Grahame Morris MP

Member of Parliament for Easington

UK Road and Rail Infrastructure Failing North East Business

April 6, 2018 Blog 0

Over a third of businesses don’t believe that the UK’s road and rail networks are meeting their needs, according to new research by the British Chambers of Commerce.

The results, based on a survey, by the British Chamber of Commerce, of over 1,100 business across the UK, found that 39% of firms don’t believe that UK’s rail network meets their needs in accessing new and existing customers, suppliers and employers, compared to 34% that do.

The survey also found that over a third of businesses (36%) believe that the UK rail network is less reliable than five years ago, compared to only 17% that say it’s more reliable.

In relation to the UK’s road network, the survey found that 68% of businesses regard the UK road network as less reliable compared to five years ago, with only 11% believing it is more reliable. While 47% of businesses believe the road network meets their needs, nearly as many believe it doesn’t (41%).

In the 30 days before the survey was conducted, 70% of respondents had experienced road traffic congestion, 57% motorway traffic congestion, and 49% road and rail maintenance.

As a result of travel delays in the previous month, 52% of businesses reported increased direct travel costs, 33% had been restricted in their access to existing or potential customers, and 30% had increased costs of products/services.

Jane Gratton, Head of Business Environment at the British Chambers of Commerce (BCC), said:

“Businesses rely on the road and rail networks to connect with customers, suppliers and staff. It’s concerning that many businesses believe reliability has worsened in recent years, particularly on the road network. Capacity constraints, congestion and delays in the development of new routes have left businesses frustrated.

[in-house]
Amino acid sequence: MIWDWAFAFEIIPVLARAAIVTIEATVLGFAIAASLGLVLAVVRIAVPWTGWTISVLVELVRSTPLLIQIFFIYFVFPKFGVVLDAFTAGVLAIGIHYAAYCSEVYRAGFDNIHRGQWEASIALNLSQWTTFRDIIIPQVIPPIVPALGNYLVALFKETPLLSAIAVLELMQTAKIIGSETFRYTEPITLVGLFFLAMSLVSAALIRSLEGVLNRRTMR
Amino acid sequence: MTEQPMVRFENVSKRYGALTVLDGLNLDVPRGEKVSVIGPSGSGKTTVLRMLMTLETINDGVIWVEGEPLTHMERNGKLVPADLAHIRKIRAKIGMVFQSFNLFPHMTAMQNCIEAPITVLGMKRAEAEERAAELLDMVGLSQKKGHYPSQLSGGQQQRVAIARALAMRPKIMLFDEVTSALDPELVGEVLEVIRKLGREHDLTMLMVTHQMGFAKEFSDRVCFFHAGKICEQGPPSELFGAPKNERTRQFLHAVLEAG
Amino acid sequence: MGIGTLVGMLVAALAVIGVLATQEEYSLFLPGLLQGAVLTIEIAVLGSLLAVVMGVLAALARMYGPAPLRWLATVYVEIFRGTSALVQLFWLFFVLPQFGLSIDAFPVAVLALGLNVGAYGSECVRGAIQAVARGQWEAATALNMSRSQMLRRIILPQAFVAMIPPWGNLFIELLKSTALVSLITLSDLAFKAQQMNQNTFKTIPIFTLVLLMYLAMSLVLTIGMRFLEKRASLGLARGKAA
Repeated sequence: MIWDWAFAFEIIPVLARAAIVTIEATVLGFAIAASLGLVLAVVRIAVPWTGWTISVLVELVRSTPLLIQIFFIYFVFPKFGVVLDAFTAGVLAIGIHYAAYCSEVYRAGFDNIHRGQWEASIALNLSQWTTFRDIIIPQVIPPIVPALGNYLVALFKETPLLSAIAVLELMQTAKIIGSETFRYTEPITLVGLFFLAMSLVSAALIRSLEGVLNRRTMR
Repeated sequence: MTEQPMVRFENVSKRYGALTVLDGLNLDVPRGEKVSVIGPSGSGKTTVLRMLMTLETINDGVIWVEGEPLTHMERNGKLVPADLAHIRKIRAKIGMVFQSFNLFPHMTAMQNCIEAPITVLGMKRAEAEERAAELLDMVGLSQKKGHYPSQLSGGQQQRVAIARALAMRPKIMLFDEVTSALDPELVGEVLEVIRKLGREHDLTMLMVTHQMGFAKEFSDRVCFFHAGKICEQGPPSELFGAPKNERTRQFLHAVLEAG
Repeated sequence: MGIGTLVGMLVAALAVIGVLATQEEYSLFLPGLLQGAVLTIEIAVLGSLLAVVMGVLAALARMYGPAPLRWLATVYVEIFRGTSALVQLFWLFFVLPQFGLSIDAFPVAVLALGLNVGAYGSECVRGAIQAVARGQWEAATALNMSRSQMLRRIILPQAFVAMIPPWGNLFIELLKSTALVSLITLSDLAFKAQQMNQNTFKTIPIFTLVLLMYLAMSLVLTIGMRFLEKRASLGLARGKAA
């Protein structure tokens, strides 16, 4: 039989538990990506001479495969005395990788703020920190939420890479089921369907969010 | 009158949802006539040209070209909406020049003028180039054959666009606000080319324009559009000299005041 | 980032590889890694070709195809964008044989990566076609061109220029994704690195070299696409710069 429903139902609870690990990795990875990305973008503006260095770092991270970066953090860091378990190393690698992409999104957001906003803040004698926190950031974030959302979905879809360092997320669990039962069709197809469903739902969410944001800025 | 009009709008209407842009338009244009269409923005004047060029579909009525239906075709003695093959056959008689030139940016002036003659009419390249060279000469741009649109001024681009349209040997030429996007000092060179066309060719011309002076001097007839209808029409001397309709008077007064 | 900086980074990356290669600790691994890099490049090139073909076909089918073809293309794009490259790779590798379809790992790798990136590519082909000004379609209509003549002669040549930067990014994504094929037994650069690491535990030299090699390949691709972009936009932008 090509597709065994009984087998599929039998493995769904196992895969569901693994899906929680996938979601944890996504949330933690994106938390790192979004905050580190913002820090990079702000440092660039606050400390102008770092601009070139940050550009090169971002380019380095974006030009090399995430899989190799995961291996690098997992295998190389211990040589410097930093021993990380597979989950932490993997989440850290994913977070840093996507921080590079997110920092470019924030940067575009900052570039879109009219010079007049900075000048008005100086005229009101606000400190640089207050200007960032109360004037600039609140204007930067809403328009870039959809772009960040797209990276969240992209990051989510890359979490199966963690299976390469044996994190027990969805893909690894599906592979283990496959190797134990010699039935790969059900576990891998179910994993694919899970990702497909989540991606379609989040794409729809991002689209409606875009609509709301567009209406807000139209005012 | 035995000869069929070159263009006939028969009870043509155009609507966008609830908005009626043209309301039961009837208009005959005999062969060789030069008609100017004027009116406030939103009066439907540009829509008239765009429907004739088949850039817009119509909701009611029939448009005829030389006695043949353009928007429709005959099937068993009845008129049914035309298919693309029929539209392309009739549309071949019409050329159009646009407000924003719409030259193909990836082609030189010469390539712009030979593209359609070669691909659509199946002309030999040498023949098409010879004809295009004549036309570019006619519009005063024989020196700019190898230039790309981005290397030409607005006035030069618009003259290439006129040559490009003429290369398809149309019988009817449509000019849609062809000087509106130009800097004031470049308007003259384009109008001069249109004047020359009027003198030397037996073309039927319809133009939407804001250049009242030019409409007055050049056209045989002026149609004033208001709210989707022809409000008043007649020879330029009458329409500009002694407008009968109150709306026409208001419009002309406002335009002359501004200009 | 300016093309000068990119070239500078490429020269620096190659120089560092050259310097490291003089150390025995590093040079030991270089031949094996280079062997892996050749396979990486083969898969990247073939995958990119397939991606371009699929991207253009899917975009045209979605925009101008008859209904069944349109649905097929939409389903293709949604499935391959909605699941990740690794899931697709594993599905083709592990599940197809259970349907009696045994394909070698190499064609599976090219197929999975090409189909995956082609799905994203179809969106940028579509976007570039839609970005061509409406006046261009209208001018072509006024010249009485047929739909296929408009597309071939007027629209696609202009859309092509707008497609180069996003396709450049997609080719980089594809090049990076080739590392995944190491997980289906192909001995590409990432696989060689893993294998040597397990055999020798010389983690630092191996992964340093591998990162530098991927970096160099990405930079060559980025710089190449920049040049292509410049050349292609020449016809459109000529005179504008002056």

“Transport delays can cost businesses time, money and potential clients. For the UK to succeed post-Brexit, we need to fix the fundamentals here at home. Investing in physical and digital infrastructure is vital to the prosperity and competitiveness of the UK in the future.

“Businesses also continue to report poor broadband and mobile coverage as an issue that impedes their operations. To improve mobile coverage across the UK, the BCC has launched its No More Not Spots campaign to encourage people to register their mobile not spots with us to help identify gaps in coverage. For the UK to be a thriving and modern digital economy, we must start with getting the basics right.”

Easington MP Grahame Morris, who is leading the A19 road safety and investment campaign said:

“I welcome the research carried out by the British Chamber of Commerce. It reinforces the issues we have been highlighting to government in relation to the A19, and the need for road safety improvements.

As the principal economic driver in my constituency, our export focused manufacturing businesses in the region cannot afford to be at a standstill for hours on end. It undermines the ‘just in time’ manufacturing business model which employs significant numbers of people in our region.

The lack of investment, maintenance and upgrading of this vital economic highway is clearly holding back businesses in my constituency. We need a Government with some foresight to future-proof our infrastructure and support the development of our regional economy.

The South still enjoys an embarrassment of riches in terms of transport infrastructure and this continuation of this funding disparity will see the capital pull further away from the regions, particularly the northern region.

The level of investment required in the North East will not come from a London-centric Central government. Labour is committed to developing a network of regional development, dedicated to supporting growth and financing small businesses, co-operatives and innovative projects.

Alongside a new National Investment Bank, Labour will deliver the long term infrastructure investment and finance for Research and Development that will benefit business and the communities in which we live”